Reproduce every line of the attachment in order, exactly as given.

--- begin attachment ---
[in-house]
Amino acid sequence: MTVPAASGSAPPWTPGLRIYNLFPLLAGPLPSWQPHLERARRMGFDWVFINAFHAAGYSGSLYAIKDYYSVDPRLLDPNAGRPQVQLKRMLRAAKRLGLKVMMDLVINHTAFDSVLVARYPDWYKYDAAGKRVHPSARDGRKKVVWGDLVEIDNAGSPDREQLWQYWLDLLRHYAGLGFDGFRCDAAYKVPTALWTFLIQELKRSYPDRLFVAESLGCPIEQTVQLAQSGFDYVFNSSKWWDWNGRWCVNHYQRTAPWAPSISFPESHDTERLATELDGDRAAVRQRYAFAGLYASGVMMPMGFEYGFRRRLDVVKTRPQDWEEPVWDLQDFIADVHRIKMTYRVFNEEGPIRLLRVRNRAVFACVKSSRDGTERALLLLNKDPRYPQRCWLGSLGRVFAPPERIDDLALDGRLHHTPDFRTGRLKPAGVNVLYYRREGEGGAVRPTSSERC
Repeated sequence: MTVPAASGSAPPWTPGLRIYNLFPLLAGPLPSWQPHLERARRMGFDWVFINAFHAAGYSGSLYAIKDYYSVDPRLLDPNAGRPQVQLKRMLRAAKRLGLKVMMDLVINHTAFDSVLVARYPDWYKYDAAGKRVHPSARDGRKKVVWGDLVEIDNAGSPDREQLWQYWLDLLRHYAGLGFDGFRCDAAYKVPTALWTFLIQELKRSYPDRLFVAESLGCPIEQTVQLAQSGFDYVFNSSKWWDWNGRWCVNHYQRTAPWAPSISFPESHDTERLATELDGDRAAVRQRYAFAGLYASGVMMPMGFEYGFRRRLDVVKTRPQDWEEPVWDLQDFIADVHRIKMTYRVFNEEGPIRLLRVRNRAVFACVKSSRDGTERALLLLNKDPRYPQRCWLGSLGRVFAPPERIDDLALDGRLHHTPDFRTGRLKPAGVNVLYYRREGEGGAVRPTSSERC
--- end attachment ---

[in-house]
Amino acid sequence: MTVPAASGSAPPWTPGLRIYNLFPLLAGPLPSWQPHLERARRMGFDWVFINAFHAAGYSGSLYAIKDYYSVDPRLLDPNAGRPQVQLKRMLRAAKRLGLKVMMDLVINHTAFDSVLVARYPDWYKYDAAGKRVHPSARDGRKKVVWGDLVEIDNAGSPDREQLWQYWLDLLRHYAGLGFDGFRCDAAYKVPTALWTFLIQELKRSYPDRLFVAESLGCPIEQTVQLAQSGFDYVFNSSKWWDWNGRWCVNHYQRTAPWAPSISFPESHDTERLATELDGDRAAVRQRYAFAGLYASGVMMPMGFEYGFRRRLDVVKTRPQDWEEPVWDLQDFIADVHRIKMTYRVFNEEGPIRLLRVRNRAVFACVKSSRDGTERALLLLNKDPRYPQRCWLGSLGRVFAPPERIDDLALDGRLHHTPDFRTGRLKPAGVNVLYYRREGEGGAVRPTSSERC
Repeated sequence: MTVPAASGSAPPWTPGLRIYNLFPLLAGPLPSWQPHLERARRMGFDWVFINAFHAAGYSGSLYAIKDYYSVDPRLLDPNAGRPQVQLKRMLRAAKRLGLKVMMDLVINHTAFDSVLVARYPDWYKYDAAGKRVHPSARDGRKKVVWGDLVEIDNAGSPDREQLWQYWLDLLRHYAGLGFDGFRCDAAYKVPTALWTFLIQELKRSYPDRLFVAESLGCPIEQTVQLAQSGFDYVFNSSKWWDWNGRWCVNHYQRTAPWAPSISFPESHDTERLATELDGDRAAVRQRYAFAGLYASGVMMPMGFEYGFRRRLDVVKTRPQDWEEPVWDLQDFIADVHRIKMTYRVFNEEGPIRLLRVRNRAVFACVKSSRDGTERALLLLNKDPRYPQRCWLGSLGRVFAPPERIDDLALDGRLHHTPDFRTGRLKPAGVNVLYYRREGEGGAVRPTSSERC